Whoever has in his heart even so much as a rice-grain of pride, cannot enter into Paradise.
(Prophet Muhammad ﷺ)
Humility is to the virtues what the chain is to the rosary: remove the chain, and all the beads escape: take away humility, and all the virtues diappear.
(The Cure d'Ars)
It is useless to have lived, even for a very long time, with a spiritual preceptor if one be lacking in humility and devotion and thus be unable to develop spiritually.
Just as worldly people glory in their riches, certain aspirants and sadhus are vain about their moral worth. This kind of pride constitutes a serious obstacle to spiritual realisation; it has to be completely extirpated. As long as a man is vain, he remains the minuscule and ordinary incarnation of a soul and cannot know the divinity.
God cannot be realized if there is the slightest pride.
Living in a religion (as I can speak by experience) if one is not in a right course of prayer and other exercises between God and our soul, one's nature groweth much worse than ever it would have been, if one had lived in the world. For pride and self-love, which are rooted in the soul by sin, find means to strength themselves exceedingly in religion, if the soul is not in a course that may teach her and procure her true humility. For by the corrections and contradictions of the will (which cannot be avoided by any living in a religious community) I find my heart grown, as I may say, as hard as a stone; and nothing would have been able to soften it but by being put into a course of prayer, by which the soul tendeth towards god and learneth of him the lesson of truly humbling herself.
(Dame Gertrude More)
'Mystery Of Individuality: Grandeur and Delusion of the Human Condition'
By Mark Perry (Author), William Stoddart (Author)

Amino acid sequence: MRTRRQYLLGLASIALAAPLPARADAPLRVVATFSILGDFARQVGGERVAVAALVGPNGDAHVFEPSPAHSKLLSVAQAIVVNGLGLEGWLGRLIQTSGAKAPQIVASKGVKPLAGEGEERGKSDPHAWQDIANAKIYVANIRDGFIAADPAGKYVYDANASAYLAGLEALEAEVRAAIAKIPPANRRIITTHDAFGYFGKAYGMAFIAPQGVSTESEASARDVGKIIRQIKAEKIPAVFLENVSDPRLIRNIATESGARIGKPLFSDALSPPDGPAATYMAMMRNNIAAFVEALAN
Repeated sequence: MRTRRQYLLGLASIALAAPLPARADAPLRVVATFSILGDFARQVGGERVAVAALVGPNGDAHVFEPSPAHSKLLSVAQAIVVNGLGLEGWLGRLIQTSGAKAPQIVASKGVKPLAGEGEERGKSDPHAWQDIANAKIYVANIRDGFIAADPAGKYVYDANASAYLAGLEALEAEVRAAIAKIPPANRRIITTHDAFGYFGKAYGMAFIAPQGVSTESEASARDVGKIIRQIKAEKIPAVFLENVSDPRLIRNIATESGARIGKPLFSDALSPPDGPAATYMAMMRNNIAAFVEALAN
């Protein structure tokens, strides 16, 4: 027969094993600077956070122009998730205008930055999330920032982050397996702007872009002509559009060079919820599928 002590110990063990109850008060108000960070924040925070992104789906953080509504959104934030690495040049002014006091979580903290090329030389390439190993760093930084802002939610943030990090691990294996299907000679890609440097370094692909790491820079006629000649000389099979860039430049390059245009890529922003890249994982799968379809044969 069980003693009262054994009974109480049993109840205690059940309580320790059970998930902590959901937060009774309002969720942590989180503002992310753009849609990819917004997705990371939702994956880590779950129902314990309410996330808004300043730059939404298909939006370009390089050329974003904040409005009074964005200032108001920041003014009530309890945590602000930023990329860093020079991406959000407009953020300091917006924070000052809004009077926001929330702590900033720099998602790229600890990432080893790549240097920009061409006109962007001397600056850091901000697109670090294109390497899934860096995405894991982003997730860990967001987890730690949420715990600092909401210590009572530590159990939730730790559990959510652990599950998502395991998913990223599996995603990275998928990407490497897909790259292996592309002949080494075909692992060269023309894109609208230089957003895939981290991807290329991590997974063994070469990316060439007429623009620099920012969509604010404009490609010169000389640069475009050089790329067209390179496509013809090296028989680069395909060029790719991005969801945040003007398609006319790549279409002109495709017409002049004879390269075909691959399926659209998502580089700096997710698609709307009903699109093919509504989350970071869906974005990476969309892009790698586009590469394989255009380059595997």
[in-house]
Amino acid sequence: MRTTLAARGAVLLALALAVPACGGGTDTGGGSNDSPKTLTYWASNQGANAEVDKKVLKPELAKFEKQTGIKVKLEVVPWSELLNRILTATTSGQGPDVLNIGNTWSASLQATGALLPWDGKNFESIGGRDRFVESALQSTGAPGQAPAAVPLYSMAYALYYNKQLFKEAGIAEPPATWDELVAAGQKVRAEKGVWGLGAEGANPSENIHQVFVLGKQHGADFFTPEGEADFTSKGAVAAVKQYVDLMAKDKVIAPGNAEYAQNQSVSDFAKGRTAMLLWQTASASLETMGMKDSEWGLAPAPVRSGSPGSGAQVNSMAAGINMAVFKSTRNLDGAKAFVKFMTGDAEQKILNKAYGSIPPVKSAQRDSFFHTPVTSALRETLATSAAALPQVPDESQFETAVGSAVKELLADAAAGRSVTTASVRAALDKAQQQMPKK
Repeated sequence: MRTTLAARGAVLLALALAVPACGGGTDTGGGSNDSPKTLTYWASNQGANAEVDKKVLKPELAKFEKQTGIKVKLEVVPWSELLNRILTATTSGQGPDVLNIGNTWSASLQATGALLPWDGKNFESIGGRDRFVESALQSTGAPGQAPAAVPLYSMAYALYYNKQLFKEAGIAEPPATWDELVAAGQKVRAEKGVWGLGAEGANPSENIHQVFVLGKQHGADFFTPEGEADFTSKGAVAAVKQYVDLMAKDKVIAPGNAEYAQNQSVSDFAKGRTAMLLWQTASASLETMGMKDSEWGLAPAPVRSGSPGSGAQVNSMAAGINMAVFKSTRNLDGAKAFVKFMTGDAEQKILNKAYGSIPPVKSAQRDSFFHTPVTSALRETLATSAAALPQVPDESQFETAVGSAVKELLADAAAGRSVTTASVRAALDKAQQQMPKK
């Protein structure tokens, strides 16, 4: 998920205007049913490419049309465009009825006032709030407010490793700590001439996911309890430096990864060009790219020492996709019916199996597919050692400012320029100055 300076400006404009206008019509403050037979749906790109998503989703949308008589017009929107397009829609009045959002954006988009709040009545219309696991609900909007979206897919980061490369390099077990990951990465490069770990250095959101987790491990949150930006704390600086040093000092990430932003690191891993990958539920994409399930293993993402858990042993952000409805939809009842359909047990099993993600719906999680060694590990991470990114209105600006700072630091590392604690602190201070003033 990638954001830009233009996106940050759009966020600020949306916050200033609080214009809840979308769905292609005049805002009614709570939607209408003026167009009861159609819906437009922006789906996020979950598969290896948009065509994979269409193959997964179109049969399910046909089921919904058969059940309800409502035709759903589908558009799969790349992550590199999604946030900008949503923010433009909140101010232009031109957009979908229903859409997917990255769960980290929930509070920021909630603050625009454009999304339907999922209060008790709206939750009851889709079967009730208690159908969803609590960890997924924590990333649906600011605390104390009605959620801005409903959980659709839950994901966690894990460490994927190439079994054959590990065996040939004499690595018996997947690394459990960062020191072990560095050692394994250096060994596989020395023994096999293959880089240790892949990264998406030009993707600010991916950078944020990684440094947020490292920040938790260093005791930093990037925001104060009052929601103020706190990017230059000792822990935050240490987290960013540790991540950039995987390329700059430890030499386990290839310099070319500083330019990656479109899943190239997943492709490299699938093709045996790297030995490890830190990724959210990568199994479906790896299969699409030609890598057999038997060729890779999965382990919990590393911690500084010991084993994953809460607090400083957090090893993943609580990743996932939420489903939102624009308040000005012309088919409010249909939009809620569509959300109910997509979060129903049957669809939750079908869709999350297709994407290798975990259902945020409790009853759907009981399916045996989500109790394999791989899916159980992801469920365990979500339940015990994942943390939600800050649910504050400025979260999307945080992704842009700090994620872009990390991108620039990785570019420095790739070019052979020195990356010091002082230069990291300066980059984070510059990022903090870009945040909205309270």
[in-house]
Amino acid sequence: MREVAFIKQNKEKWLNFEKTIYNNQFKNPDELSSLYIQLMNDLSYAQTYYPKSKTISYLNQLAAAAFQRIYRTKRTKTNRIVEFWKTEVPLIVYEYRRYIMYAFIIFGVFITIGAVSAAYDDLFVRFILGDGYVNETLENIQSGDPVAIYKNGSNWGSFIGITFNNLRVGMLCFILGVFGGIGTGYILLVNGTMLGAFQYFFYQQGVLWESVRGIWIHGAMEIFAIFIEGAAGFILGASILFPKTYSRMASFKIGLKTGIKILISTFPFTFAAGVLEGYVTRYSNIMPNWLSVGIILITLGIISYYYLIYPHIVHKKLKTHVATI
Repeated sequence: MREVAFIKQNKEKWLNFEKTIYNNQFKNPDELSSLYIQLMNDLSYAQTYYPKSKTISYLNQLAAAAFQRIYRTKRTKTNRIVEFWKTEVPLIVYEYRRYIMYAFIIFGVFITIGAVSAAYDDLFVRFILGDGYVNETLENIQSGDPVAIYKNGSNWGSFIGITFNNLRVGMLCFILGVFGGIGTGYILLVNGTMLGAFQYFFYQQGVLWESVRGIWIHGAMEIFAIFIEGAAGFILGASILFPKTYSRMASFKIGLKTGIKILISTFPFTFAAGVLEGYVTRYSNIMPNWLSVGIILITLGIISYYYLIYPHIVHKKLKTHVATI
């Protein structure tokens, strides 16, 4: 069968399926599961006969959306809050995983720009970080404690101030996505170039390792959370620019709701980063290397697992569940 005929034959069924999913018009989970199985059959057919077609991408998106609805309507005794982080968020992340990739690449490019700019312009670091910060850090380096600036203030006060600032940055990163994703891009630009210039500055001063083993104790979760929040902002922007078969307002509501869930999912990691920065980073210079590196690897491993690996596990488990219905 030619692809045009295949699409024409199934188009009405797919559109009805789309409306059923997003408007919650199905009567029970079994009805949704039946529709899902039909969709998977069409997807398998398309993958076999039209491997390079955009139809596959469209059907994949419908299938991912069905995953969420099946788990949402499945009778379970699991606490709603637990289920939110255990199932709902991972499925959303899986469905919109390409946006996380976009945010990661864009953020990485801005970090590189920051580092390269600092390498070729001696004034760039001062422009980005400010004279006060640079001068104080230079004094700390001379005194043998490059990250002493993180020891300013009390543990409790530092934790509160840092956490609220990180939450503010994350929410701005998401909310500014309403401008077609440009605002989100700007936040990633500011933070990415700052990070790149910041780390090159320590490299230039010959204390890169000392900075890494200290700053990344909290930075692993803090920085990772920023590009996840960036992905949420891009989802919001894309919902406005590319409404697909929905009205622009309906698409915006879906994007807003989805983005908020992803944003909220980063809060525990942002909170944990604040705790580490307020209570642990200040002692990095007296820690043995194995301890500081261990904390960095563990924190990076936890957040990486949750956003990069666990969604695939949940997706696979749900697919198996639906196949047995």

This book explores the nature of human individuality through twelve chapter-mirrors, whose main focal points are spirituality, psychology, sociology and love and, also, the meaning of sacred art. The issues of leadership and justice, as well as of politics and even crime, are, also, examined in depth, along with the roles of sexuality and marriage. Finally, man and woman are defined in the context of both cosmology and society, with a special emphasis on the divine nature of a human being and what this entails morally and socially. Perry bases his assessments on the guiding image of archetypal man, namely of a being created in the image of God. At the same time, he does not shy away from addressing what the distortion of this archetype entails. He asserts that in creating man, God lent him his own immortal personhood, namely all that we find most lovable in another human creature, in other words his personality. But finally the question for each of us comes down to remembering our divine essence without forgetting our human nothingness.
'The Mystery of Individuality: Grandeur and Delusion of the Human Condition examines what distinguishes humans as individuals in twelve chapters that explore spirituality, psychology, sociology, love, and the appreciation of sacred art. Complex social issues including leadership, justice, politics, and crime are also discussed in relation to the essence of human beings as creations in the image of God. If God deliberately created humans with individual personalities, then are the unique traits of personhood part of our divine essence, even though our frames are destined to return to dust? The Mystery of Individuality is a thoughtful, contemplative, and complex work, especially recommended for spirituality shelves.'
(Midwest Book Review)